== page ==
It's Not a Treasure Hunt: A Judicial Review of a WSIAT Decision on what is "Reasonably Incidental to Employment"

  • March 20, 2017
  • Dan Revington

A recent decision of the Ontario Divisional Court confirmed the high level of deference which the courts apply to decisions of the Workplace Safety and Insurance Appeals Tribunal (WSIAT), even where there is an inconsistency in the decision.

Blatz v Ontario (Workplace Safety and Insurance Appeals Tribunal), 2016 ONSC 7259 (CanLII), was a judicial review of a WSIAT decision which found Mr. Blatz was in the course of employment when returning to work after lunch.

Mr. Blatz and a co-worker were doing construction work in a remote location in Ontario. Their employer required them to stay overnight at a hotel near the job site.

The workers could decide where to eat lunch. One day they decided to drive from the job site to the closest town, to eat at a restaurant. The co-worker drove his car. Mr. Blatz was a passenger. They drove directly from the job site to the restaurant. After lunch they were driving back to the job site when they were involved in a single vehicle accident. Mr. Blatz was injured in the accident.

The issue which WSIAT had to determine was whether Mr. Blatz was a worker in the course of his employment at the time of the injury.

The WSIAT vice-chair noted that lunch breaks are generally considered to be personal time, during which a worker is not in the course of employment. However, there is an exception where a worker is working in a remote location.

The vice-chair cited the WSIB Policy on “Travelling”, and prior WSIAT decisions which had found workers in remote locations were considered to be engaged in activities which were reasonably incidental to their employment when going for meals in a restaurant and socializing. The vice-chair found that Mr. Blatz was working at a remote location, his accommodation was paid for by the employer, he received a higher rate of pay for working at a remote location, he received a per diem for meals and other expenses while away from home, and his co-worker received money for mileage for using his car. Most significantly, he and his co-worker went directly from the job site to the restaurant and were returning directly to work as soon as they had finished lunch.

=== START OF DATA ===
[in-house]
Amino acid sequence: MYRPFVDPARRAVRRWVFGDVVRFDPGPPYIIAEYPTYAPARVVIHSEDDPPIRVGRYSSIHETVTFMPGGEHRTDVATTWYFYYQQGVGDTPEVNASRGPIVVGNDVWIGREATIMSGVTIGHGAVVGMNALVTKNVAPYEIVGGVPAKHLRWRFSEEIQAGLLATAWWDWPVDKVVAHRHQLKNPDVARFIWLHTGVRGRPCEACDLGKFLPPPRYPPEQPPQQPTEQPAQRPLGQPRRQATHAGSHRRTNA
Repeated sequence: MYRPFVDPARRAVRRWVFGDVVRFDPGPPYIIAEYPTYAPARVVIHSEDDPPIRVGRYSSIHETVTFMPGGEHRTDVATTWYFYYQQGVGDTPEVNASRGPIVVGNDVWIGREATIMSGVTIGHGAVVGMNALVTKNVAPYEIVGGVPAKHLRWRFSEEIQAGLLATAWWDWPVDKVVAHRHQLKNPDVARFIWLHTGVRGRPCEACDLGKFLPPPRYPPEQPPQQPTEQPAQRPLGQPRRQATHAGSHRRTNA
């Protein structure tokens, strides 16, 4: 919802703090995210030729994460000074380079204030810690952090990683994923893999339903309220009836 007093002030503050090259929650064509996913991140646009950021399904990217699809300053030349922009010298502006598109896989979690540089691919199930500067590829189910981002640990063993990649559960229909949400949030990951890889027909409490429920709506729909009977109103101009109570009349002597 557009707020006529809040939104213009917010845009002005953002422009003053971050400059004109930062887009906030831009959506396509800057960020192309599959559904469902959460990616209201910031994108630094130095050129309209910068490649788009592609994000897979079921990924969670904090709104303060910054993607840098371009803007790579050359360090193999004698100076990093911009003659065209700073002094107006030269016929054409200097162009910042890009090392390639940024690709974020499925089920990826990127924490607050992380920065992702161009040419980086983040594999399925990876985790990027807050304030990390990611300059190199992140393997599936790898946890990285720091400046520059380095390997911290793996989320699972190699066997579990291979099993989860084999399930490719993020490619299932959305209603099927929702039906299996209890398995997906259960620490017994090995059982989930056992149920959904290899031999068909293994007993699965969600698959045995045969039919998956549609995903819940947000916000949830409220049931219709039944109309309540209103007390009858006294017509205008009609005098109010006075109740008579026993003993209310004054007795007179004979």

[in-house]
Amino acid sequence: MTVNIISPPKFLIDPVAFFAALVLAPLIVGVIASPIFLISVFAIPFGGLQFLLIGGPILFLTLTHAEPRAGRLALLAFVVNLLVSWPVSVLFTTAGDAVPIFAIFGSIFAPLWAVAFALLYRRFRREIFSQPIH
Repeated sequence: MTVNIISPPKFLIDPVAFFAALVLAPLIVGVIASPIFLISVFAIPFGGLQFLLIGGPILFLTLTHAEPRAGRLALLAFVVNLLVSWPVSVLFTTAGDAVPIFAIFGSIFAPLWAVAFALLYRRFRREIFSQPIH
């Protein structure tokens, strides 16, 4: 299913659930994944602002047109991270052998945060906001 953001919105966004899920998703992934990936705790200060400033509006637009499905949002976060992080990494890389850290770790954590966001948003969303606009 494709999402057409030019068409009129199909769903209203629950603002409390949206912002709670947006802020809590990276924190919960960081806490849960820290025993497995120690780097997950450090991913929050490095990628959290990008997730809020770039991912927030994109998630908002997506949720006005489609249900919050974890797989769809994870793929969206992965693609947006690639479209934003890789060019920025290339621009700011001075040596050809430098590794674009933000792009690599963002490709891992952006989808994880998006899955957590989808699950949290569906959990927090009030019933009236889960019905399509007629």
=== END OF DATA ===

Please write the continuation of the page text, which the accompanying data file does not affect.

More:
The vice-chair held that in these circumstances, travelling for lunch was not a “distinct departure on a personal errand”, it was an activity “reasonably incidental to employment” at the time of the accident. Accordingly the vice-chair found Mr. Blatz was in the course of his employment so his right of action was taken away. This meant Mr. Blatz was eligible to claim benefits under the Workplace Safety and Insurance Act.

Mr. Blatz commenced an application for judicial review. The main issue was the significance of a sentence in WSIAT’s decision which was inconsistent with the analysis and decision in the rest of the decision. This sentence stated Mr. Blatz and his co-worker were not in the course of their employment while they were on their lunch break. Mr. Blatz argued this statement made the entire decision unclear, so it should be quashed.

The Divisional Court Panel of Justices Thorburn, Tausendfreund and Harper unanimously dismissed the judicial review. 

The test on judicial review of a WSIAT decision is whether the decision is reasonable. The Court noted that a “very high level of deference” is afforded to WSIAT decisions. Whether a WSIAT decision is reasonable requires a consideration of whether the decision is transparent and intelligible and falls within a range of possible, acceptable outcomes which are defensible on the facts and the law. The Court noted:

The decision should be approached as an "organic whole, without a line-by-line treasure hunt for error” (Newfoundland and Labrador Nurses' Union v. Newfoundland and Labrador (Treasury Board), 2011 SCC62[2011] 3 S.C.R. 708.)  (note: emphasis added for this article)  

This means that the court will only interfere where there is no evidence in support of a finding of fact or if there are no lines of reasoning that would support the decision. (Dunsmuir v. New Brunswick2008 SCC 9[2008] 1 S.C.R.190 at para. 40.)”

The Court found that the vice-chair’s ten page decision provided a comprehensive review and analysis of the evidence, and his overall conclusion was clear. While there was one erroneous statement “the decision as a whole shows a clear line of reasoning supporting the Vice Chair's conclusion, and evidence that justifies his conclusion. Moreover, the decision falls within a range of possible, acceptable outcomes which are defensible in respect of both the facts and law.”

About the author

Dan Revington, a former WSIAT General Counsel, has considerable experience in applications for judicial review. 

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